Principles for fairness and efficiency in enhancing environmental services in Asia. Payments, compensation or co-investment?
June, 2011. Meine van Noordwijk and Beria Leimona. Policy Brief. World Agroforestry Centre (ICRAF) Philippines. 6 pages
Based on their action research in Asia in the Rewarding Upland Poor for Environmental Services they provide (RUPES) program since 2002, they examine three paradigms: “Commoditized ES (CES)”, “Compensation for Opportunities Skipped (COS)”, and “Co-Investment in (Environmental) Stewardship (CIS)”. Among the RUPES action research sites, there are several examples of CIS, i.e. co-investment in and shared responsibility for stewardship, with a focus on “assets” (natural + human + social capital) that can be expected to provide future flows of ES. CES, equivalent to a strict definition of PES, may represent an abstraction rather than a current reality. COS is a challenge when the legality of opportunities to reduce ES is contested.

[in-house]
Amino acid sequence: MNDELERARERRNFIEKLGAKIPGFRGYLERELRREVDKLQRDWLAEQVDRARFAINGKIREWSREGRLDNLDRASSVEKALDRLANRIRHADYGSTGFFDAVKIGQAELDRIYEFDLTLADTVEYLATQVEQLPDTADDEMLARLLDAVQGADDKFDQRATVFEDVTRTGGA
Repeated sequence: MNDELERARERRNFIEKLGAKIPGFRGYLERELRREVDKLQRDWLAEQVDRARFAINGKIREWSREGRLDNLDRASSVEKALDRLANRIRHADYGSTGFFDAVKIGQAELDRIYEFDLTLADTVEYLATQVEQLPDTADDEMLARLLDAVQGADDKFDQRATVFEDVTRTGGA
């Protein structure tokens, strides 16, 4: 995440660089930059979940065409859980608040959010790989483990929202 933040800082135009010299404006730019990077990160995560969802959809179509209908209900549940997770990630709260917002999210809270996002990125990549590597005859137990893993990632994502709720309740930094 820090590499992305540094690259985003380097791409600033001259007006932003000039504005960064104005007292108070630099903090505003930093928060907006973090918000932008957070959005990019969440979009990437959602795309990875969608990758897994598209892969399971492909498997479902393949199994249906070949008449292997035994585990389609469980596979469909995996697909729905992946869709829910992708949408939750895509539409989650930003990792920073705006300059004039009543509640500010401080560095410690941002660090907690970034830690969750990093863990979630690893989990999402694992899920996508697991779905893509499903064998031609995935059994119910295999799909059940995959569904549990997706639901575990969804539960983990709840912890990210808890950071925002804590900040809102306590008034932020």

The term ‘payments for environmental services’ has rapidly gained popularity, with its focus on market-based mechanisms for enhancing environmental services. Current use of the term, however, covers a broad spectrum of interactions between environmental services’ suppliers and beneficiaries.
A broader class of mechanisms pursues enhancement of environmental services through compensation or rewards. Such mechanisms can be analysed on the basis of how they meet four conditions: realistic, conditional, voluntary and pro-poor.
The Rewarding Upland Poor for Environmental Services (RUPES) program has been examining such mechanisms throughout Asia since 2002.
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Keywords: Other Publications, s. Economic valuation & PES, Asia, CES, CIS, COS, environmental, PES, poor, RUPES, services